Ashfaq Kayani, the now sullen-faced head of the armed forces, and his more exposed underling, Ahmad Shuja Pasha, who runs the main military spy outfit, the Inter-Services Intelligence directorate (ISI), are unused to such cheek. Their spokesmen have fumbled to come up with a consistent line. They have claimed both that Pakistan abhorred America’s attack and helped to bring it about. Army inaction on the night was because someone forgot to turn on the radar, or because it only worked pointing east at India. And General Pasha would, and then certainly would not, fly to America to smooth things over.

That disarray gave elected leaders a chance. Neither President Asif Zardari nor Yusuf Raza Gilani, the prime minister, deludes himself that he is really in charge. Nor do outsiders. Just after they had killed bin Laden, the Americans first telephoned General Kayani, not the president. In the past year both Generals Kayani and Pasha have had their spells in office extended beyond their usual terms, without a squeak from the brow-beaten civilians.

The armed forces scoop up roughly a quarter of all public spending and large dollops of aid, with no proper oversight, says Ayesha Siddiqa, a defence analyst. They also run big firms, employ over 500,000, grab prime land for retired officers, set foreign and counterterrorism policies and scotch peace overtures to India. They are racing to expand a nuclear arsenal beyond 100 warheads—Pakistan will soon be the world’s fifth-biggest nuclear power and has been a chief proliferator.

Civilian silence thus spoke volumes. Rather than try to defend the army, both elected leaders found pressing needs to be out-of-town. …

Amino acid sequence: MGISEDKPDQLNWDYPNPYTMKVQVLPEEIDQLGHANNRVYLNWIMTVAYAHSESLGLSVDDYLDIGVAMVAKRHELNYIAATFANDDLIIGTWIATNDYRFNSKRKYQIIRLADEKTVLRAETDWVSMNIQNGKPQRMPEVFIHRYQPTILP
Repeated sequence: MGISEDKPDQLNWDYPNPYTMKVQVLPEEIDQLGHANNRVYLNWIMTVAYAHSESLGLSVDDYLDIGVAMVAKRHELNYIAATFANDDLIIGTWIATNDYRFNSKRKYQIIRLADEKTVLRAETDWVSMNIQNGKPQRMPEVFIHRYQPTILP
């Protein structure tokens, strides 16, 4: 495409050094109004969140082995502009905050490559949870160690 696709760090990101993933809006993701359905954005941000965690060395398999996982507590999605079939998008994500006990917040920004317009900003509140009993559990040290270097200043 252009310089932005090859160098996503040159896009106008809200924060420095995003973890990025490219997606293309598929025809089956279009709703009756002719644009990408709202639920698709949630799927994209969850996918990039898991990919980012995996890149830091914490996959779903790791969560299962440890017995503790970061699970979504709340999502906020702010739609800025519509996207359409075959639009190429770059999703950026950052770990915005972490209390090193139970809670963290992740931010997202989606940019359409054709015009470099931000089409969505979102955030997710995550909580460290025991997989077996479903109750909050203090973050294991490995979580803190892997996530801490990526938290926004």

Read more : The Economist

Pakistan-U.S. Rift Widens

By SIOBHAN GORMAN And MATTHEW ROSENBERG

Pakistani media aired the name of a man they said is the Central Intelligence Agency’s station chief, prompting questions about whether the Pakistani government tried to out a CIA operative in the wake of the killing of Osama bin Laden.

The U.S. is looking into the matter. There are no plans at this time to withdraw the station chief. If the government had attempted to publicize the name, that would be the second such outing in the past six months, a sign of how deeply U.S.-Pakistan relations have soured.

The CIA declined to comment. Pakistan’s Inter-Services Intelligence agency didn’t respond to a request for comment.

Tensions, which have been building between the two countries for months, exploded after the bin Laden strike, which sharply embarrassed the Pakistani government. In another source of strain, the U.S. is pressing the Pakistanis for access to bin Laden’s three wives, who are being held in Pakistani custody. The Pakistani government isn’t complying with the request, a U.S. official said.